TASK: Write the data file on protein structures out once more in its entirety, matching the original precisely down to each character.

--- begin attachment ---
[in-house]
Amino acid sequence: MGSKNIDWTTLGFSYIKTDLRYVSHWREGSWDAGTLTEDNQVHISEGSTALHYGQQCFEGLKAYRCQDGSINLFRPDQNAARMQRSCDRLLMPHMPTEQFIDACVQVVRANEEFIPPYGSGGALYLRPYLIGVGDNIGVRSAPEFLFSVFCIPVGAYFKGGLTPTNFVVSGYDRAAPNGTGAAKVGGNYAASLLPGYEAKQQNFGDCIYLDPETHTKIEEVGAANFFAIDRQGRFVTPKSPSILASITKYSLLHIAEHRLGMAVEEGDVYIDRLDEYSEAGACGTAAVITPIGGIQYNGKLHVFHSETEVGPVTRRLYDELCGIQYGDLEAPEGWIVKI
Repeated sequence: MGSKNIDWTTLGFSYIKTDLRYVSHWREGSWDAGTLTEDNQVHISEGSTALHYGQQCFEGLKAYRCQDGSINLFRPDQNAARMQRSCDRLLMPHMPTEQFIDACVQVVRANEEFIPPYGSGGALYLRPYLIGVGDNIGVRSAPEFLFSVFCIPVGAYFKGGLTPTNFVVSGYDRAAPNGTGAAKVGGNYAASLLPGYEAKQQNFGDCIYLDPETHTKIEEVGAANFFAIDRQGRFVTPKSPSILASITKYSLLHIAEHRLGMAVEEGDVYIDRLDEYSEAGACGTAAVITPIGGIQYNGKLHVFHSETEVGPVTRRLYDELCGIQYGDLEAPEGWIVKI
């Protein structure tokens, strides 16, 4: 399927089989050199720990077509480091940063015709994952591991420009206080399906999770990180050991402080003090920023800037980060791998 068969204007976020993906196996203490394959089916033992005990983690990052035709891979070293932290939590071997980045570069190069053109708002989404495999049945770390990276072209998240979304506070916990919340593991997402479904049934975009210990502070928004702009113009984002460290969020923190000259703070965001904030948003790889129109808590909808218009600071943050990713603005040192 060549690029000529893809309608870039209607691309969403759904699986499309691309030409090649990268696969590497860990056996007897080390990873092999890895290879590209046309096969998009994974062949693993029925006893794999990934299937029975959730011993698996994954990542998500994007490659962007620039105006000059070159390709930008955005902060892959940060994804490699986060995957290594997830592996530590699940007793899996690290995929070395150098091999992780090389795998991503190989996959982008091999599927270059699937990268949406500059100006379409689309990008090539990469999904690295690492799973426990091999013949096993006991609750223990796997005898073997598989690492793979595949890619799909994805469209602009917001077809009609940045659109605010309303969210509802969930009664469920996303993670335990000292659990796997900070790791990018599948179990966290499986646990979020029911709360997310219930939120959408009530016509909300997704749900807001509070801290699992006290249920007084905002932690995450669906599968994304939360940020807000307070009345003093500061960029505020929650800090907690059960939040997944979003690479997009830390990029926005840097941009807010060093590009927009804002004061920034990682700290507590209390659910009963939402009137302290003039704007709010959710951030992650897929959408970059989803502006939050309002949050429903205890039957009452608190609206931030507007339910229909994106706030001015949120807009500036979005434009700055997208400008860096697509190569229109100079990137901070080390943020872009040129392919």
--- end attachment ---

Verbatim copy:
[in-house]
Amino acid sequence: MGSKNIDWTTLGFSYIKTDLRYVSHWREGSWDAGTLTEDNQVHISEGSTALHYGQQCFEGLKAYRCQDGSINLFRPDQNAARMQRSCDRLLMPHMPTEQFIDACVQVVRANEEFIPPYGSGGALYLRPYLIGVGDNIGVRSAPEFLFSVFCIPVGAYFKGGLTPTNFVVSGYDRAAPNGTGAAKVGGNYAASLLPGYEAKQQNFGDCIYLDPETHTKIEEVGAANFFAIDRQGRFVTPKSPSILASITKYSLLHIAEHRLGMAVEEGDVYIDRLDEYSEAGACGTAAVITPIGGIQYNGKLHVFHSETEVGPVTRRLYDELCGIQYGDLEAPEGWIVKI
Repeated sequence: MGSKNIDWTTLGFSYIKTDLRYVSHWREGSWDAGTLTEDNQVHISEGSTALHYGQQCFEGLKAYRCQDGSINLFRPDQNAARMQRSCDRLLMPHMPTEQFIDACVQVVRANEEFIPPYGSGGALYLRPYLIGVGDNIGVRSAPEFLFSVFCIPVGAYFKGGLTPTNFVVSGYDRAAPNGTGAAKVGGNYAASLLPGYEAKQQNFGDCIYLDPETHTKIEEVGAANFFAIDRQGRFVTPKSPSILASITKYSLLHIAEHRLGMAVEEGDVYIDRLDEYSEAGACGTAAVITPIGGIQYNGKLHVFHSETEVGPVTRRLYDELCGIQYGDLEAPEGWIVKI
């Protein structure tokens, strides 16, 4: 399927089989050199720990077509480091940063015709994952591991420009206080399906999770990180050991402080003090920023800037980060791998 068969204007976020993906196996203490394959089916033992005990983690990052035709891979070293932290939590071997980045570069190069053109708002989404495999049945770390990276072209998240979304506070916990919340593991997402479904049934975009210990502070928004702009113009984002460290969020923190000259703070965001904030948003790889129109808590909808218009600071943050990713603005040192 060549690029000529893809309608870039209607691309969403759904699986499309691309030409090649990268696969590497860990056996007897080390990873092999890895290879590209046309096969998009994974062949693993029925006893794999990934299937029975959730011993698996994954990542998500994007490659962007620039105006000059070159390709930008955005902060892959940060994804490699986060995957290594997830592996530590699940007793899996690290995929070395150098091999992780090389795998991503190989996959982008091999599927270059699937990268949406500059100006379409689309990008090539990469999904690295690492799973426990091999013949096993006991609750223990796997005898073997598989690492793979595949890619799909994805469209602009917001077809009609940045659109605010309303969210509802969930009664469920996303993670335990000292659990796997900070790791990018599948179990966290499986646990979020029911709360997310219930939120959408009530016509909300997704749900807001509070801290699992006290249920007084905002932690995450669906599968994304939360940020807000307070009345003093500061960029505020929650800090907690059960939040997944979003690479997009830390990029926005840097941009807010060093590009927009804002004061920034990682700290507590209390659910009963939402009137302290003039704007709010959710951030992650897929959408970059989803502006939050309002949050429903205890039957009452608190609206931030507007339910229909994106706030001015949120807009500036979005434009700055997208400008860096697509190569229109100079990137901070080390943020872009040129392919």